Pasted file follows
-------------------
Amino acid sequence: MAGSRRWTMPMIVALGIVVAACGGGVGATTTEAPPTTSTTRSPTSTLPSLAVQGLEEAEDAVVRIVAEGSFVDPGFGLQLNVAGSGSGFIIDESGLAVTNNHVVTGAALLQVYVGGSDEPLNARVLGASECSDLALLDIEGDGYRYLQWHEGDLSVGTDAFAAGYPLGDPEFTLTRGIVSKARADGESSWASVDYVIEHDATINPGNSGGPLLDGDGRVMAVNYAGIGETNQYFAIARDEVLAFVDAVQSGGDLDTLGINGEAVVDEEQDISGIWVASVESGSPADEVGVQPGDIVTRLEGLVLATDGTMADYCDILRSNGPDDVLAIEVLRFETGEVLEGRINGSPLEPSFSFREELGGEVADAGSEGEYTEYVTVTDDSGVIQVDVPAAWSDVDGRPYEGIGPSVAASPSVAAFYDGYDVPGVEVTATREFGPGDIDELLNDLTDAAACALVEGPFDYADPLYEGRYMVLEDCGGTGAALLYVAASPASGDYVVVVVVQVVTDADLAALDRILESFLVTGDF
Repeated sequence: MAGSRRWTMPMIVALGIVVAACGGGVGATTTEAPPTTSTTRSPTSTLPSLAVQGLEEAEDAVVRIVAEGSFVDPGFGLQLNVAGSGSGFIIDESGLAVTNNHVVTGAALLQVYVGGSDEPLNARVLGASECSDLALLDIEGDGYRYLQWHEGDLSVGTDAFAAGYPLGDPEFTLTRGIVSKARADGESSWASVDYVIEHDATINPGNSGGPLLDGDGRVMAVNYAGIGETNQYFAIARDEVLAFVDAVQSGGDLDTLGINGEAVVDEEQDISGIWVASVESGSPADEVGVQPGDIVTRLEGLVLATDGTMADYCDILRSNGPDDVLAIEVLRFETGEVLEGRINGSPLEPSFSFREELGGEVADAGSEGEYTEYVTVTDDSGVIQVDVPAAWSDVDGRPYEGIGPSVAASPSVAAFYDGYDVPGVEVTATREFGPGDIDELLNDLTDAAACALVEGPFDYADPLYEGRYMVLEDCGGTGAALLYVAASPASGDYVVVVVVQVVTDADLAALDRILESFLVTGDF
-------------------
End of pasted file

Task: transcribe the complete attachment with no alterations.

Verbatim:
Amino acid sequence: MAGSRRWTMPMIVALGIVVAACGGGVGATTTEAPPTTSTTRSPTSTLPSLAVQGLEEAEDAVVRIVAEGSFVDPGFGLQLNVAGSGSGFIIDESGLAVTNNHVVTGAALLQVYVGGSDEPLNARVLGASECSDLALLDIEGDGYRYLQWHEGDLSVGTDAFAAGYPLGDPEFTLTRGIVSKARADGESSWASVDYVIEHDATINPGNSGGPLLDGDGRVMAVNYAGIGETNQYFAIARDEVLAFVDAVQSGGDLDTLGINGEAVVDEEQDISGIWVASVESGSPADEVGVQPGDIVTRLEGLVLATDGTMADYCDILRSNGPDDVLAIEVLRFETGEVLEGRINGSPLEPSFSFREELGGEVADAGSEGEYTEYVTVTDDSGVIQVDVPAAWSDVDGRPYEGIGPSVAASPSVAAFYDGYDVPGVEVTATREFGPGDIDELLNDLTDAAACALVEGPFDYADPLYEGRYMVLEDCGGTGAALLYVAASPASGDYVVVVVVQVVTDADLAALDRILESFLVTGDF
Repeated sequence: MAGSRRWTMPMIVALGIVVAACGGGVGATTTEAPPTTSTTRSPTSTLPSLAVQGLEEAEDAVVRIVAEGSFVDPGFGLQLNVAGSGSGFIIDESGLAVTNNHVVTGAALLQVYVGGSDEPLNARVLGASECSDLALLDIEGDGYRYLQWHEGDLSVGTDAFAAGYPLGDPEFTLTRGIVSKARADGESSWASVDYVIEHDATINPGNSGGPLLDGDGRVMAVNYAGIGETNQYFAIARDEVLAFVDAVQSGGDLDTLGINGEAVVDEEQDISGIWVASVESGSPADEVGVQPGDIVTRLEGLVLATDGTMADYCDILRSNGPDDVLAIEVLRFETGEVLEGRINGSPLEPSFSFREELGGEVADAGSEGEYTEYVTVTDDSGVIQVDVPAAWSDVDGRPYEGIGPSVAASPSVAAFYDGYDVPGVEVTATREFGPGDIDELLNDLTDAAACALVEGPFDYADPLYEGRYMVLEDCGGTGAALLYVAASPASGDYVVVVVVQVVTDADLAALDRILESFLVTGDF